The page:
There is a big barn in San Martin where horse manure has begun to smell like roses.
"Oh, I've dreamed of being in the Rose Parade since I was a little kid," says Tracy Hinsen, a Giddy-Up Gal.
But as Hinsen and her friends now know well, it doesn't come easily. Horses have always been a part of the Rose Parade and the parade, a showcase for them. Ever hear of the Giddy-Up Gals?
"I got my first horse and was riding around and wanted to do something with other people in kind of like a team," says Chelsea Pro, a Giddy-Up Gal.
So this is it. You might compare the Giddy-Up Gals' act to synchronized swimming, but with horses, but no pool.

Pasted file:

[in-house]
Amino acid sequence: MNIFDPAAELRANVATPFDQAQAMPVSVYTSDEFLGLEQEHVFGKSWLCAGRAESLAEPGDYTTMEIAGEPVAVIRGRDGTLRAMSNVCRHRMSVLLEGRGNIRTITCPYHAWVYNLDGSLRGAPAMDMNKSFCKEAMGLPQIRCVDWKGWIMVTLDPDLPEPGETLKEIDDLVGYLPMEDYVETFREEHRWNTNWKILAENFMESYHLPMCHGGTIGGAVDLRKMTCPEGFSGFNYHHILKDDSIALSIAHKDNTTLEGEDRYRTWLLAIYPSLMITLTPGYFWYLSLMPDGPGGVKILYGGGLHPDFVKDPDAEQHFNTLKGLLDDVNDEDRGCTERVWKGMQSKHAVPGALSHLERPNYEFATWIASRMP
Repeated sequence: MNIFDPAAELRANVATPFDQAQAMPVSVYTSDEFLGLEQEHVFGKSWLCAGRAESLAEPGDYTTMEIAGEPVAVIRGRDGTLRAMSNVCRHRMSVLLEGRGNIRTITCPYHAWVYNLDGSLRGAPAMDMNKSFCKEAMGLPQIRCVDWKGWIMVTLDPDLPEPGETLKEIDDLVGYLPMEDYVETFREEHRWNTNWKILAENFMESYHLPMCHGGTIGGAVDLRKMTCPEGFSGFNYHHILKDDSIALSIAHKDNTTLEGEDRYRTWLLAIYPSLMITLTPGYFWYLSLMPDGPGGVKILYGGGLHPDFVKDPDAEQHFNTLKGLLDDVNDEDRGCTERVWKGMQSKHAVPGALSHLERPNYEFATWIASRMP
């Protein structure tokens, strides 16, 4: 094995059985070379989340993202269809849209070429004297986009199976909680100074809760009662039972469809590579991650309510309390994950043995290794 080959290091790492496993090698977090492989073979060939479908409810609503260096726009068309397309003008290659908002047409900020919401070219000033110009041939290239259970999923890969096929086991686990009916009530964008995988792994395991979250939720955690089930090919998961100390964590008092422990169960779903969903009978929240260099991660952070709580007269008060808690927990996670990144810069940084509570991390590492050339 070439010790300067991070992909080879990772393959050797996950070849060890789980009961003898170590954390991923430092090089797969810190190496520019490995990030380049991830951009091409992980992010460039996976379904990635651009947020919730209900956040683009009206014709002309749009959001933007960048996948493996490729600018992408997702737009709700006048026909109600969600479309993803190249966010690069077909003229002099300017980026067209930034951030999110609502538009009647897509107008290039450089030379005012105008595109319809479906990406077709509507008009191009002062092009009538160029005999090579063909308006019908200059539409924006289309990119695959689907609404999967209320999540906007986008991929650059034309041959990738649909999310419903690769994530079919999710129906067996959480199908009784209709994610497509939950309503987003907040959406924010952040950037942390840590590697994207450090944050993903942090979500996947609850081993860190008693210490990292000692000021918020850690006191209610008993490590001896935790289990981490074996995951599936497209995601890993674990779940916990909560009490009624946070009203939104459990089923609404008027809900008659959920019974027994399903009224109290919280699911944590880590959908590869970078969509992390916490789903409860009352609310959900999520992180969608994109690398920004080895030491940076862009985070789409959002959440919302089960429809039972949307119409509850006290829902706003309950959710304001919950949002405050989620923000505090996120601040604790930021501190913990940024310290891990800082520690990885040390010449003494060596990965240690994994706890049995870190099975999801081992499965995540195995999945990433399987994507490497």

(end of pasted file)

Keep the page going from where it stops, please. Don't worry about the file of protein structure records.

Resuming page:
"It's a similar concept, it's to music, but we do it really, really fast," says Abby Norris, a Giddy-Up Gal.
The Giddy-Up Girls take this very seriously, hence the practice for this week, which began last spring. They want to get every element exactly right and that includes the parade wave.
There was lots of waving, lots of kissing.
Last year, when the group performed in the Rose Parade, you can notice they always use the same arms to wave. What is the reason for that?
"They normally set up the major TV news stations' stand and you wave with the opposite hand, so that way they don't get a shot of armpit," says Hinsen.
That might fall into the category of too much information. After all, if they had wanted to see armpits instead of roses on New Year's Day, the parade might have a different name.